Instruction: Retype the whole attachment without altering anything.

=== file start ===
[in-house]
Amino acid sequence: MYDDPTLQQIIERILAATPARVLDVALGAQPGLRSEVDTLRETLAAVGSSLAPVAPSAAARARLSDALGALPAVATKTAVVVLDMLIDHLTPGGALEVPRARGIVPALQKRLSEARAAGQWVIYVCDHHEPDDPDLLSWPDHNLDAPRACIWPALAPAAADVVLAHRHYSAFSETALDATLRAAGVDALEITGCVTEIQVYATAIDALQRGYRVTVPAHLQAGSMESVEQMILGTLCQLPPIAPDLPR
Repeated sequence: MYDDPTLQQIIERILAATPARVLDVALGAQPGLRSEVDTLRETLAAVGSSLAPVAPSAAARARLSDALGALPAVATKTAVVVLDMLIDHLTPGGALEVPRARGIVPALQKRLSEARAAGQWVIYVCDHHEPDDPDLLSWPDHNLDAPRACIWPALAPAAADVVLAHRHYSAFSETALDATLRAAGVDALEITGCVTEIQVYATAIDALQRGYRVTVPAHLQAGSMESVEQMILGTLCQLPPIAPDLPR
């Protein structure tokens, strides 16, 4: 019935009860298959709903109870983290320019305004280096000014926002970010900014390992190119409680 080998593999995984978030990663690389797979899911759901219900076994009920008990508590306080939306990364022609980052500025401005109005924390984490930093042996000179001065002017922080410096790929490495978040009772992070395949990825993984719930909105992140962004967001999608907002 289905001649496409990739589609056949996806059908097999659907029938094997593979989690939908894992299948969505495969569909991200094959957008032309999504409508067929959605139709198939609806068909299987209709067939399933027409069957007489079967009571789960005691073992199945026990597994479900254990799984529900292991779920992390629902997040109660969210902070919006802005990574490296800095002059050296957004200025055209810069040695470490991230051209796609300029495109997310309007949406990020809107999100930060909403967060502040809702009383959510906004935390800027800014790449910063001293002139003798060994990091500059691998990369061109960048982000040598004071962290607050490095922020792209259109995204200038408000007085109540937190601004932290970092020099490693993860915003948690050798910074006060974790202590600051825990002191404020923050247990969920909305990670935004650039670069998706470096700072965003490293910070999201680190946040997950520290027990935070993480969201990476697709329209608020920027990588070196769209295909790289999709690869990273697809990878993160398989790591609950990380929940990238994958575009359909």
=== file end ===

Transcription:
[in-house]
Amino acid sequence: MYDDPTLQQIIERILAATPARVLDVALGAQPGLRSEVDTLRETLAAVGSSLAPVAPSAAARARLSDALGALPAVATKTAVVVLDMLIDHLTPGGALEVPRARGIVPALQKRLSEARAAGQWVIYVCDHHEPDDPDLLSWPDHNLDAPRACIWPALAPAAADVVLAHRHYSAFSETALDATLRAAGVDALEITGCVTEIQVYATAIDALQRGYRVTVPAHLQAGSMESVEQMILGTLCQLPPIAPDLPR
Repeated sequence: MYDDPTLQQIIERILAATPARVLDVALGAQPGLRSEVDTLRETLAAVGSSLAPVAPSAAARARLSDALGALPAVATKTAVVVLDMLIDHLTPGGALEVPRARGIVPALQKRLSEARAAGQWVIYVCDHHEPDDPDLLSWPDHNLDAPRACIWPALAPAAADVVLAHRHYSAFSETALDATLRAAGVDALEITGCVTEIQVYATAIDALQRGYRVTVPAHLQAGSMESVEQMILGTLCQLPPIAPDLPR
């Protein structure tokens, strides 16, 4: 019935009860298959709903109870983290320019305004280096000014926002970010900014390992190119409680 080998593999995984978030990663690389797979899911759901219900076994009920008990508590306080939306990364022609980052500025401005109005924390984490930093042996000179001065002017922080410096790929490495978040009772992070395949990825993984719930909105992140962004967001999608907002 289905001649496409990739589609056949996806059908097999659907029938094997593979989690939908894992299948969505495969569909991200094959957008032309999504409508067929959605139709198939609806068909299987209709067939399933027409069957007489079967009571789960005691073992199945026990597994479900254990799984529900292991779920992390629902997040109660969210902070919006802005990574490296800095002059050296957004200025055209810069040695470490991230051209796609300029495109997310309007949406990020809107999100930060909403967060502040809702009383959510906004935390800027800014790449910063001293002139003798060994990091500059691998990369061109960048982000040598004071962290607050490095922020792209259109995204200038408000007085109540937190601004932290970092020099490693993860915003948690050798910074006060974790202590600051825990002191404020923050247990969920909305990670935004650039670069998706470096700072965003490293910070999201680190946040997950520290027990935070993480969201990476697709329209608020920027990588070196769209295909790289999709690869990273697809990878993160398989790591609950990380929940990238994958575009359909």